After the Charlton game we’re in London again – Brentford have carried on the momentum of the last season – that’s the key. I think they’re trying to end the season in the right way. It’s a tough assignment for us, that is for sure. As for Rotherham, they’re fighting for their lives, they’ll always be competitive.
Defender Joel Lynch (groin) is his only injury at minute. When is he likely to be back?
He’s looking to join in, maybe next week, so we are hoping he could have an outside chance for Rotherham. He’s been out for a while but its given an opportunity for one of the young centre halves Murray Wallace who has been here for a couple of years to play. He’s learning and doing well. And that bodes well for me that I’ve got someone like him to step in alongside Mark Hudson who is the elder statesmen of the group but a good leader for me and for the football club.
Goalkeeper Alex Smithies is currently in top form, made three super saves on Saturday to earn draw against Cardiff City. Is midfielder Jonathan Hogg over his recent thigh injury?
Alex is signing a new deal. He’s only 24, came through the academy. He’s very popular and a very good goalkeeper. I’m really happy with him, and happy to have Jonathan Hogg back. he’s been a real combative midfielder and he’s been out for a bit with an injury. But he’s come back and he’s really impressed this season alongside Jacob Butterfield and Connor Coady, so good to have those lads back for the run in.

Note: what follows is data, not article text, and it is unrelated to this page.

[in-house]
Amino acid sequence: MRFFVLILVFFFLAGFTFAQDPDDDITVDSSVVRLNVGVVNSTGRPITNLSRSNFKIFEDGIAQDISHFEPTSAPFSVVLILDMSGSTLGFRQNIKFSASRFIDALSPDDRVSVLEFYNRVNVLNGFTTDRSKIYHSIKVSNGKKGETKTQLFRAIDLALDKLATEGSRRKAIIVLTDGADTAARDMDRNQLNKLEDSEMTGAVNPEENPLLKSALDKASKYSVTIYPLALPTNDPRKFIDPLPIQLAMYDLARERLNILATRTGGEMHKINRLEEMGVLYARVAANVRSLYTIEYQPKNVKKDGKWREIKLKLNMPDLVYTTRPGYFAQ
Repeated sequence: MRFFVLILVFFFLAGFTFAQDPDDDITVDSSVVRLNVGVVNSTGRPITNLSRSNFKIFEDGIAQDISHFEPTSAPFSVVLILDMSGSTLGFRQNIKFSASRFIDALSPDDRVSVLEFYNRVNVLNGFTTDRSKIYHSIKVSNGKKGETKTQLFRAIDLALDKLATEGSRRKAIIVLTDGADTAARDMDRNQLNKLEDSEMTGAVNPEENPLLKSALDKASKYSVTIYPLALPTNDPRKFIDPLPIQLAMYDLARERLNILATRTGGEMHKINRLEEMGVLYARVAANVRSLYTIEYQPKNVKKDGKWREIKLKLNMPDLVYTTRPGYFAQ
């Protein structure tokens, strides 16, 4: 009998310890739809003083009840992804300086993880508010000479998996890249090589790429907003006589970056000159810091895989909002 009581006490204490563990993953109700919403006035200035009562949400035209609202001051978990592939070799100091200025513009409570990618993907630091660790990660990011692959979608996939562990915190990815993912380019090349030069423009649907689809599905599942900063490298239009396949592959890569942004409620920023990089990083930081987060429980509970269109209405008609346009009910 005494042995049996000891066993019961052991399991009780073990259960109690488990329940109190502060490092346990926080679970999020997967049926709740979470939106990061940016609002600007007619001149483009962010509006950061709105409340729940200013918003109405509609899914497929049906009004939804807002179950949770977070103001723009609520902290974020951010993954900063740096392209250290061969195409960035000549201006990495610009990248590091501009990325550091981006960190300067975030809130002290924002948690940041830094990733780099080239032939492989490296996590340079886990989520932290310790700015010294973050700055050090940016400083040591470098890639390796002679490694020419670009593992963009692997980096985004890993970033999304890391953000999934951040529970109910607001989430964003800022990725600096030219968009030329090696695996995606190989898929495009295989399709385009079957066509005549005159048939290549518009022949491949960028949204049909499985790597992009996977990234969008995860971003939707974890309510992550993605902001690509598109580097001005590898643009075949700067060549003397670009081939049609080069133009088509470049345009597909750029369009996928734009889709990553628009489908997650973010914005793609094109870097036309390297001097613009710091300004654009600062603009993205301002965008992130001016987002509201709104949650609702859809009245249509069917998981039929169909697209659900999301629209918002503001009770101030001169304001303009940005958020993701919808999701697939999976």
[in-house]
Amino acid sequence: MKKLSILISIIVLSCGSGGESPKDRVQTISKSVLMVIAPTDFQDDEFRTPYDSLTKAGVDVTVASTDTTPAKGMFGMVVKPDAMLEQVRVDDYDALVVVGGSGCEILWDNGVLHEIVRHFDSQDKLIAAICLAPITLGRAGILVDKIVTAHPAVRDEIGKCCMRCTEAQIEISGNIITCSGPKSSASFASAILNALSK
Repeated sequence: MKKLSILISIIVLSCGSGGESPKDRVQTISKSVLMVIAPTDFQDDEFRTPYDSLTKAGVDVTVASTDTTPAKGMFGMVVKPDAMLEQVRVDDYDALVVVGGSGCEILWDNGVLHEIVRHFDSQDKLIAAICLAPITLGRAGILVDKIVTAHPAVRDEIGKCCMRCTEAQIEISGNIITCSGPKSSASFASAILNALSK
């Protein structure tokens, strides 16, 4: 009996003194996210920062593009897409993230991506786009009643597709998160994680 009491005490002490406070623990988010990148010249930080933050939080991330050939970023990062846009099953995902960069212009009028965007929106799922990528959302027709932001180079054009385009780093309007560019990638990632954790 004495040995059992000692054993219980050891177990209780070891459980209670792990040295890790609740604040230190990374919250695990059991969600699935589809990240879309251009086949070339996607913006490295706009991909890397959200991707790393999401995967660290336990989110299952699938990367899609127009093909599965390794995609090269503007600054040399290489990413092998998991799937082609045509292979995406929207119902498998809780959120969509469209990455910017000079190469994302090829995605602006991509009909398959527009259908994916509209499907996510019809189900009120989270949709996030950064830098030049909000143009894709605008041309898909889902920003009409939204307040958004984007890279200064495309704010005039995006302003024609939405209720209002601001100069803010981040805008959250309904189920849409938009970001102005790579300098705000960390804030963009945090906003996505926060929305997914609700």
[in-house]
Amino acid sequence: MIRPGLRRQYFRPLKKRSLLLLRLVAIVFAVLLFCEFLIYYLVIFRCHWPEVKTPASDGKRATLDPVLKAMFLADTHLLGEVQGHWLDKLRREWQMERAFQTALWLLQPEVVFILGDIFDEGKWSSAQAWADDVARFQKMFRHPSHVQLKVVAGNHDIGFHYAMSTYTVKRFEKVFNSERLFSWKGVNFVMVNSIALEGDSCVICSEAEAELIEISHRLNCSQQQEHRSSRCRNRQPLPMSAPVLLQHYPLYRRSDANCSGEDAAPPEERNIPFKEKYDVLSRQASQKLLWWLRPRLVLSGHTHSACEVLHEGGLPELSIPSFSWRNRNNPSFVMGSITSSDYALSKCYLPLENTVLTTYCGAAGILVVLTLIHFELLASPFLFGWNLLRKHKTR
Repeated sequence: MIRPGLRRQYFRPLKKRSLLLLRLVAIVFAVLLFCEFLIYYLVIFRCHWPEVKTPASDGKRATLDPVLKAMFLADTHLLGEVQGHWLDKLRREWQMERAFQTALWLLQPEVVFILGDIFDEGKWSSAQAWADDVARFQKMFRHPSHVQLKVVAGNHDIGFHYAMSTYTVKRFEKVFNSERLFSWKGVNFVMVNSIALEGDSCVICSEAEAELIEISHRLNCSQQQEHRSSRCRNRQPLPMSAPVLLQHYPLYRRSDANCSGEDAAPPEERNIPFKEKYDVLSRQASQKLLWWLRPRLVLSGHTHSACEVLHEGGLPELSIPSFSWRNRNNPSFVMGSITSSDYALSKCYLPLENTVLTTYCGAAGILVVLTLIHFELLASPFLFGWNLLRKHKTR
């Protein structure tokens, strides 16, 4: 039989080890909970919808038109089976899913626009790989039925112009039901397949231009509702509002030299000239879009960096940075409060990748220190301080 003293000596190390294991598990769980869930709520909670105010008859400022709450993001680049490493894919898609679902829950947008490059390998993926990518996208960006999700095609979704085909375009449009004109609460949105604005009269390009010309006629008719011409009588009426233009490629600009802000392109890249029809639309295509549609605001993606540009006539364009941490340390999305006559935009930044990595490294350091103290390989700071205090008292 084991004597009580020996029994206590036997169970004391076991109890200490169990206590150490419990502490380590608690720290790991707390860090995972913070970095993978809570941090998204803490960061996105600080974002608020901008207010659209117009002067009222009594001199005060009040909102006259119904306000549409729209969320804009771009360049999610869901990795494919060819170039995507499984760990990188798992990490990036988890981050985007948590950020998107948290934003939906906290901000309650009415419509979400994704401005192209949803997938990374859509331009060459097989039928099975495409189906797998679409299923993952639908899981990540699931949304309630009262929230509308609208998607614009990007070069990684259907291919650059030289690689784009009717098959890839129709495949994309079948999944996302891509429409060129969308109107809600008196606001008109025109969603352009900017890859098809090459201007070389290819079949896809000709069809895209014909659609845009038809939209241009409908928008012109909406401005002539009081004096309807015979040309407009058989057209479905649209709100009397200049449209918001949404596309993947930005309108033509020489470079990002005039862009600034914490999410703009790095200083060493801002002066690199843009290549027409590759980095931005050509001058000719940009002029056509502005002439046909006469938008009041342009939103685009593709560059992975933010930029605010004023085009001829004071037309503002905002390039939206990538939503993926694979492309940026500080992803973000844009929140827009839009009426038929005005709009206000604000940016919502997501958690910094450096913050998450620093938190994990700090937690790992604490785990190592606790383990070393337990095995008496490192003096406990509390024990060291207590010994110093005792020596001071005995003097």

Chris is backing our campaign to get men together with their mates, it's clear he values the importance of staying in touch with his friends.
Recently at Huddersfield one of my PE teachers came up to the game. He’s been up twice, once with his brother, once with his wife. It goes to show that you are proud of them. They are proud of you. They are still in contact,. That’s great for me.
I always think that if you find friends in your business and in your chosen field, even though you move on as you do in football they are still in contact with you. It’s a bit easier now with emails with texting, with social media. I suppose that’s the power of it all. You can be ion contact with people you got on well with but maybe have lost touch with them, and they have gone down a different road. Now 20 years down the line you can still be in contact and that’s great.